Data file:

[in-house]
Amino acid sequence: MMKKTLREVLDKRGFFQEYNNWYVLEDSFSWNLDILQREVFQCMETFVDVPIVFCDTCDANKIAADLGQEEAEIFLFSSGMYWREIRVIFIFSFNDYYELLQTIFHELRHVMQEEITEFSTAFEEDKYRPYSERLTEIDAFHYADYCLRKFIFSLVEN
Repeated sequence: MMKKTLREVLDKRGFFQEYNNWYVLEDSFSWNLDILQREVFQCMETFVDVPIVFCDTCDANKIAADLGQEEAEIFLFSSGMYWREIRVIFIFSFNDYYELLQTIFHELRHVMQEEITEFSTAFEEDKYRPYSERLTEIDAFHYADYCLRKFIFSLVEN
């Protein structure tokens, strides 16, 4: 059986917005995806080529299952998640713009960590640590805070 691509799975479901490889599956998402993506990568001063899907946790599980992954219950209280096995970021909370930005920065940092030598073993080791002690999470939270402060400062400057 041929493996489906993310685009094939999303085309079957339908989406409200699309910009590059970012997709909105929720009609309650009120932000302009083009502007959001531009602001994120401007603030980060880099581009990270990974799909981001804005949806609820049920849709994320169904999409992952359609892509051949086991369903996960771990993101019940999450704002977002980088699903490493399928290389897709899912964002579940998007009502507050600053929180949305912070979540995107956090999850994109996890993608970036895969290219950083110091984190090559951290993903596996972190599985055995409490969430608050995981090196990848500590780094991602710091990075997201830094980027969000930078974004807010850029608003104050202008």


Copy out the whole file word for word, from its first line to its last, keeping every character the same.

[in-house]
Amino acid sequence: MMKKTLREVLDKRGFFQEYNNWYVLEDSFSWNLDILQREVFQCMETFVDVPIVFCDTCDANKIAADLGQEEAEIFLFSSGMYWREIRVIFIFSFNDYYELLQTIFHELRHVMQEEITEFSTAFEEDKYRPYSERLTEIDAFHYADYCLRKFIFSLVEN
Repeated sequence: MMKKTLREVLDKRGFFQEYNNWYVLEDSFSWNLDILQREVFQCMETFVDVPIVFCDTCDANKIAADLGQEEAEIFLFSSGMYWREIRVIFIFSFNDYYELLQTIFHELRHVMQEEITEFSTAFEEDKYRPYSERLTEIDAFHYADYCLRKFIFSLVEN
């Protein structure tokens, strides 16, 4: 059986917005995806080529299952998640713009960590640590805070 691509799975479901490889599956998402993506990568001063899907946790599980992954219950209280096995970021909370930005920065940092030598073993080791002690999470939270402060400062400057 041929493996489906993310685009094939999303085309079957339908989406409200699309910009590059970012997709909105929720009609309650009120932000302009083009502007959001531009602001994120401007603030980060880099581009990270990974799909981001804005949806609820049920849709994320169904999409992952359609892509051949086991369903996960771990993101019940999450704002977002980088699903490493399928290389897709899912964002579940998007009502507050600053929180949305912070979540995107956090999850994109996890993608970036895969290219950083110091984190090559951290993903596996972190599985055995409490969430608050995981090196990848500590780094991602710091990075997201830094980027969000930078974004807010850029608003104050202008």